Though Plaintiff has thus complied with the request requirement, his motion lacks a specific identification of any unpublished decision to which he lacks access. In light of the prior court order to provide unpublished opinions, furthermore, he may have access to unpublished decisions produced in Cox II . Rule 7.6(c) does not contemplate unfettered access to a new copy of an unpublished opinion each time it is cited. While the Court has the inherent authority to enforce its local rules, the intent behind the rule appears to be two-fold: (1) not inundating an opposing party

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with unwanted unpublished decisions that are available to the party through established electronic databases and (2) providing an avenue to obtain such decisions upon request, when the only other reasonable access is through the electronic provider. Parties should utilize common sense and courtesy in making requests under Rule 7.6(c). The rule does not justify unnecessary requests or abusive tactics. A request is unwarranted, when the requestor already has reasonable access to a copy of the unpublished decision sought. [34] For these reasons, the Court denies the motion to compel to the extent it seeks to require Defendants to produce unpublished decisions that are available through electronic providers.

Although no federal or local rule, including Rule 7.6(c), addresses providing copies of published decisions to an adversary, the Court may exercise its discretion under Fed.R.Civ.P. 83(b) to regulate such production. In Cox II, Judge Waxse ordered the Sheriff to provide Cox with copies of all published cases cited or provide him " with a reasonable means to obtain the cases." [35] As already mentioned, Defendants here have provided much more information regarding Plaintiff's alleged lack of access to courts than was provided in Cox II . Based on the submitted listing of library materials available at Plaintiff's detention facility and the availability to obtain other legal materials from the Johnson County Law Library, the Court finds that Plaintiff has a reasonable means to obtain the published case law that he desires. Consequently, the Court finds no basis to compel any defendant to provide published case law to Plaintiff.

In reply briefs Plaintiff asserts various new arguments in support of compelling case law: (1) the slowness of the intra-library loan system makes it inadequate, (2) he gives priority to his pending criminal action for his library time, (3) he almost made a grave error in dismissing Case No. 12-CV-245 due to lack of access to case law, (4) Defendants can provide copies of electronically available decisions with permission from the provider of the electronic services, (5) he should not have to pay for access to the courts, (6) he receives only two hours of library time per week, and (7) the Johnson County Law Library will only accept five requests for case law per week from inmates and such requests are limited to five cases each.[36] As noted in a prior section, the Court can simply summarily deny or exclude these arguments.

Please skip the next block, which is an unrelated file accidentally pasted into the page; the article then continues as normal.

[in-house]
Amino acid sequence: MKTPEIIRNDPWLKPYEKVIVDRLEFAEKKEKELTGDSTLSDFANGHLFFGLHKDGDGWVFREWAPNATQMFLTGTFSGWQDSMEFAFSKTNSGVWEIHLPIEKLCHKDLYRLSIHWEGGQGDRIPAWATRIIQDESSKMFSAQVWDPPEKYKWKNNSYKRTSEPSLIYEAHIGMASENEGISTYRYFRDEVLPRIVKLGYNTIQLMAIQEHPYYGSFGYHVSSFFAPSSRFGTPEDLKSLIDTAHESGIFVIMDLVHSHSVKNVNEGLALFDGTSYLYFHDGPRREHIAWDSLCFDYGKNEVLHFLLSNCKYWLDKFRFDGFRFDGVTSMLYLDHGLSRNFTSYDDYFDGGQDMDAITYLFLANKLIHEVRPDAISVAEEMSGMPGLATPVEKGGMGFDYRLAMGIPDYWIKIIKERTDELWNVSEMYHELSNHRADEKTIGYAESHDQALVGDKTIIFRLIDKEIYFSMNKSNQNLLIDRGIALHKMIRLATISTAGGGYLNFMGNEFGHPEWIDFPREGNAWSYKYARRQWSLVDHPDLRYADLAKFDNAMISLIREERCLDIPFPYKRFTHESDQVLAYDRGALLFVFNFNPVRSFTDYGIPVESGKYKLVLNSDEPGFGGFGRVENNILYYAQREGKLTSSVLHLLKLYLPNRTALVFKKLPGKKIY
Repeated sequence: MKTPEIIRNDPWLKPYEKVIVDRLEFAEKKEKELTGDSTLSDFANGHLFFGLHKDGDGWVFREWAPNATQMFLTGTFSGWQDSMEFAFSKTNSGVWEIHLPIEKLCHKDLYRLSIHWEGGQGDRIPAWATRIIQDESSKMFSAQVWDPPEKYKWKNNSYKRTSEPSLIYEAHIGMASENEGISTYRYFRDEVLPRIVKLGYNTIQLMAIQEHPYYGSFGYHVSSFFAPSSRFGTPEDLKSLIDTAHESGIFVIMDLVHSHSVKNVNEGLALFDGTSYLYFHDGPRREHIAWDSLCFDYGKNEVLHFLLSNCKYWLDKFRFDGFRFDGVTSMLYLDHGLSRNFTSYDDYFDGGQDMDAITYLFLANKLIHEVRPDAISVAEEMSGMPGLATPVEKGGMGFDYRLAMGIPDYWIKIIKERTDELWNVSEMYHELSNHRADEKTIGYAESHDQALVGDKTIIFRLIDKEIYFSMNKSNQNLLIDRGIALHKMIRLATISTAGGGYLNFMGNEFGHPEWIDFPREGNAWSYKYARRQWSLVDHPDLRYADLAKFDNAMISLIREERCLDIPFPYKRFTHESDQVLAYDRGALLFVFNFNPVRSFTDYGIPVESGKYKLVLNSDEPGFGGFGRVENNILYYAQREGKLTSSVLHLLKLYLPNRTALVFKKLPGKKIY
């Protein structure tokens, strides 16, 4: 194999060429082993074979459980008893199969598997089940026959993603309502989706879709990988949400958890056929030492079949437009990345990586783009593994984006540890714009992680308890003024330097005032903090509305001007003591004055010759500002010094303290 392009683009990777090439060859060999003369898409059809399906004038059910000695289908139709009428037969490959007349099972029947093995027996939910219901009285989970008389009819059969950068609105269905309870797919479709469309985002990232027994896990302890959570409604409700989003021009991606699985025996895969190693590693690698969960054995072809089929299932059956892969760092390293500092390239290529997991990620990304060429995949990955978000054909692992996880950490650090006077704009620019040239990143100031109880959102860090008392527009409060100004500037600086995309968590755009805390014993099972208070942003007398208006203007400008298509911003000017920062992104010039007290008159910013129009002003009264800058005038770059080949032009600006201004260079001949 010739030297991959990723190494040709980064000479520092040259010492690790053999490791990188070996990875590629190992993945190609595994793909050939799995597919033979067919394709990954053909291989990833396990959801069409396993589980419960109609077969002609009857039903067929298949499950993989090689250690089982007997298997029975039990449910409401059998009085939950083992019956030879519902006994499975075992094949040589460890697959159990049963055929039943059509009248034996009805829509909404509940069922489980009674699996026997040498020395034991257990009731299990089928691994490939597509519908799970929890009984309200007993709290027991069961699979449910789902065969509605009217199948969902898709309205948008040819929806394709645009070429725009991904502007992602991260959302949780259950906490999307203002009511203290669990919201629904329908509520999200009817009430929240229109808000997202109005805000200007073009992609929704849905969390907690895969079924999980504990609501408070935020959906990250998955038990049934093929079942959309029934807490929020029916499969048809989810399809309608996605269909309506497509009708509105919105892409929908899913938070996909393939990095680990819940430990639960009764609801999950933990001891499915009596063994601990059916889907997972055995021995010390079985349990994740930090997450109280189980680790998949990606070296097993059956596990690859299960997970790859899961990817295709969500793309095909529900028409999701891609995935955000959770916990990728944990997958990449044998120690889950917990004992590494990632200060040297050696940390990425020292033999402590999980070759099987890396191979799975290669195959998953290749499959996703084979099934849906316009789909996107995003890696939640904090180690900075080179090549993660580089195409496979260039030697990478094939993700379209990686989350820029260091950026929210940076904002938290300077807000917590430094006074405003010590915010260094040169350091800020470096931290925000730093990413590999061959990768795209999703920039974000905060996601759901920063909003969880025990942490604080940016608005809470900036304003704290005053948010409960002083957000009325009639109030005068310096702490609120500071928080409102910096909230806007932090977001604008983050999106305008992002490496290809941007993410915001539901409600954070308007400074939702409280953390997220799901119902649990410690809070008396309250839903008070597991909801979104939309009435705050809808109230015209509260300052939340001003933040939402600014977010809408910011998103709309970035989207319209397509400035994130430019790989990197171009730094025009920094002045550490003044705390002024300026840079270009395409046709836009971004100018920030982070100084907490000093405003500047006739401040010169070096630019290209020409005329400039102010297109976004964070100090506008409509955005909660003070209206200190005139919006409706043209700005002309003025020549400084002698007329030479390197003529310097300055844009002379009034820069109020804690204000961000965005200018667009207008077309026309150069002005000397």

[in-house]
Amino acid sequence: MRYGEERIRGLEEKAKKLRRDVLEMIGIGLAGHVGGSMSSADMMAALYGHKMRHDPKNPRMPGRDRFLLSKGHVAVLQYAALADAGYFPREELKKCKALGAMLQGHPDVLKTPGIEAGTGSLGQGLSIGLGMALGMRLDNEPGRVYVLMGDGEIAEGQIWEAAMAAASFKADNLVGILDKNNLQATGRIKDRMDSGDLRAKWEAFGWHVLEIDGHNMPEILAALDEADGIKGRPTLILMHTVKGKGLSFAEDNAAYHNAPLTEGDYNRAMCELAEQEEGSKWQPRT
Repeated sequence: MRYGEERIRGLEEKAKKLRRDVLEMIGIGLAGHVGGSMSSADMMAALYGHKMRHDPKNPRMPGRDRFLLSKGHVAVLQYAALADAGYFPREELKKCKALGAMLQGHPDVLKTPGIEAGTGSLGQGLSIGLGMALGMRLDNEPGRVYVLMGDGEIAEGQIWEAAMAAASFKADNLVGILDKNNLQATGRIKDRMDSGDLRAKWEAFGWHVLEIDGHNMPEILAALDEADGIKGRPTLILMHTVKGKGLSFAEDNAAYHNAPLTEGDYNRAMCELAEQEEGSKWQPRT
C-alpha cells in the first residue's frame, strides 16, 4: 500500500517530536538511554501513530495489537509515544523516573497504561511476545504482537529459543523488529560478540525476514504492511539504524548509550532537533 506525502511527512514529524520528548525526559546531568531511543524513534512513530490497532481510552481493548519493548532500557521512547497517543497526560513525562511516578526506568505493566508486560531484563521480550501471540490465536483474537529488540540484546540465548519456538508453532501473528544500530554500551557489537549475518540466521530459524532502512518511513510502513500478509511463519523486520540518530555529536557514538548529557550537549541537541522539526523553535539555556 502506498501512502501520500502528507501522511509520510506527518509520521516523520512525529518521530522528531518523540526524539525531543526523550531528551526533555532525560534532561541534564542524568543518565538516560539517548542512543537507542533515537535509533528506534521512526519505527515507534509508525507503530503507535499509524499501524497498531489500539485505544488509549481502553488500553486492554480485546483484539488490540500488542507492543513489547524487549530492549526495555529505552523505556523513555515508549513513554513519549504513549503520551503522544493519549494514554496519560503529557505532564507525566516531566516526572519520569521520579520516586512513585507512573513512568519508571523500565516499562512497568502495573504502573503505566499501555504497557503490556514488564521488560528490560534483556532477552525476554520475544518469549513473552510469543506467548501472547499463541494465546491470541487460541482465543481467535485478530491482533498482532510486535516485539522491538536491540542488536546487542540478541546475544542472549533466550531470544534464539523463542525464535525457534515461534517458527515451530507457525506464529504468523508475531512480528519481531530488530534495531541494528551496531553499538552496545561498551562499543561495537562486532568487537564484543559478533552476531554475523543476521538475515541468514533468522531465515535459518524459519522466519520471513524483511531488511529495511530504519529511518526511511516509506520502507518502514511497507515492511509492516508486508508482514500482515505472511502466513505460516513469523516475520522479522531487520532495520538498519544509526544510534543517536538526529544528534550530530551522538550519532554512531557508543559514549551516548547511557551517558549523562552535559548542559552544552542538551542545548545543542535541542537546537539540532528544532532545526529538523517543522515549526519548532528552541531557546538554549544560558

But some discussion of the arguments appears warranted in view of the relative novelty of the motion and the fact that its evolution and briefing spans three cases filed by Cox. And, in any event, none of them appear sufficient to affect the decision to deny the motion to compel case law. Most of them appear to address Plaintiff's constitutional right to access the courts. While that right is relevant to the instant motion, it is not determinative. A claim of insufficient time in the prison law library does not of itself show a lack of access to the courts.[37] When an inmate

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has counsel for a pending action, he has adequate access to the courts without regard to the sufficiency of the law library.[38] Furthermore, with respect to Arguments 1 and 7, Rule 6(b) of the Federal Rules of Civil Procedure provides an adequate basis to seek appropriate extensions of time to respond to motions. Arguments 2 and 7 also appear to address time-management issues, rather than legitimate reasons to compel Defendants to produce cited case law. The alleged grave error mentioned in Argument 3 likewise provides no basis to compel Defendants to provide case law. As to Argument 4, the fact that Defendants have the ability to provide copies of case law with permission does not mean they must do so or that the Court should compel them to do so. Lastly, inmates— even indigent ones— may be required to pay various fees associated with accessing the courts.[39] The intra-library loan process in place at Plaintiff's holding facility addresses an inmate's inability to pay.[40] The arguments raised in the reply briefs warrant no further comment.